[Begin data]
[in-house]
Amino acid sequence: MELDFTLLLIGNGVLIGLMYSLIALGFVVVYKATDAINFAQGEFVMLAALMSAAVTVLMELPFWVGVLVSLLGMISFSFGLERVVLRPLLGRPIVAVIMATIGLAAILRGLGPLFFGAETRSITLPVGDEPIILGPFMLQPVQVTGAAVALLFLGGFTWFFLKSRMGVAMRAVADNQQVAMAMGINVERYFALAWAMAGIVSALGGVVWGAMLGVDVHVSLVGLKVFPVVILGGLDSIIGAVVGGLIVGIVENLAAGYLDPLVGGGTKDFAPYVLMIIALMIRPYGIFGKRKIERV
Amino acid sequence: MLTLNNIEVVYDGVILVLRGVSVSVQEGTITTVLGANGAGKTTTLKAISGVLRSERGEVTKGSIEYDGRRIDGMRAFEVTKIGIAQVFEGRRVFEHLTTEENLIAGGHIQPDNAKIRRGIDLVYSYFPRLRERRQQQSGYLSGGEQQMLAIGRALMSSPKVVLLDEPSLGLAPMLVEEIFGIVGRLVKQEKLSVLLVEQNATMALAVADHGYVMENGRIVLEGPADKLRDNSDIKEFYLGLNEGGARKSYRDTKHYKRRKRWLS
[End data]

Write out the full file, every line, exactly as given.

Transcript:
[in-house]
Amino acid sequence: MELDFTLLLIGNGVLIGLMYSLIALGFVVVYKATDAINFAQGEFVMLAALMSAAVTVLMELPFWVGVLVSLLGMISFSFGLERVVLRPLLGRPIVAVIMATIGLAAILRGLGPLFFGAETRSITLPVGDEPIILGPFMLQPVQVTGAAVALLFLGGFTWFFLKSRMGVAMRAVADNQQVAMAMGINVERYFALAWAMAGIVSALGGVVWGAMLGVDVHVSLVGLKVFPVVILGGLDSIIGAVVGGLIVGIVENLAAGYLDPLVGGGTKDFAPYVLMIIALMIRPYGIFGKRKIERV
Amino acid sequence: MLTLNNIEVVYDGVILVLRGVSVSVQEGTITTVLGANGAGKTTTLKAISGVLRSERGEVTKGSIEYDGRRIDGMRAFEVTKIGIAQVFEGRRVFEHLTTEENLIAGGHIQPDNAKIRRGIDLVYSYFPRLRERRQQQSGYLSGGEQQMLAIGRALMSSPKVVLLDEPSLGLAPMLVEEIFGIVGRLVKQEKLSVLLVEQNATMALAVADHGYVMENGRIVLEGPADKLRDNSDIKEFYLGLNEGGARKSYRDTKHYKRRKRWLS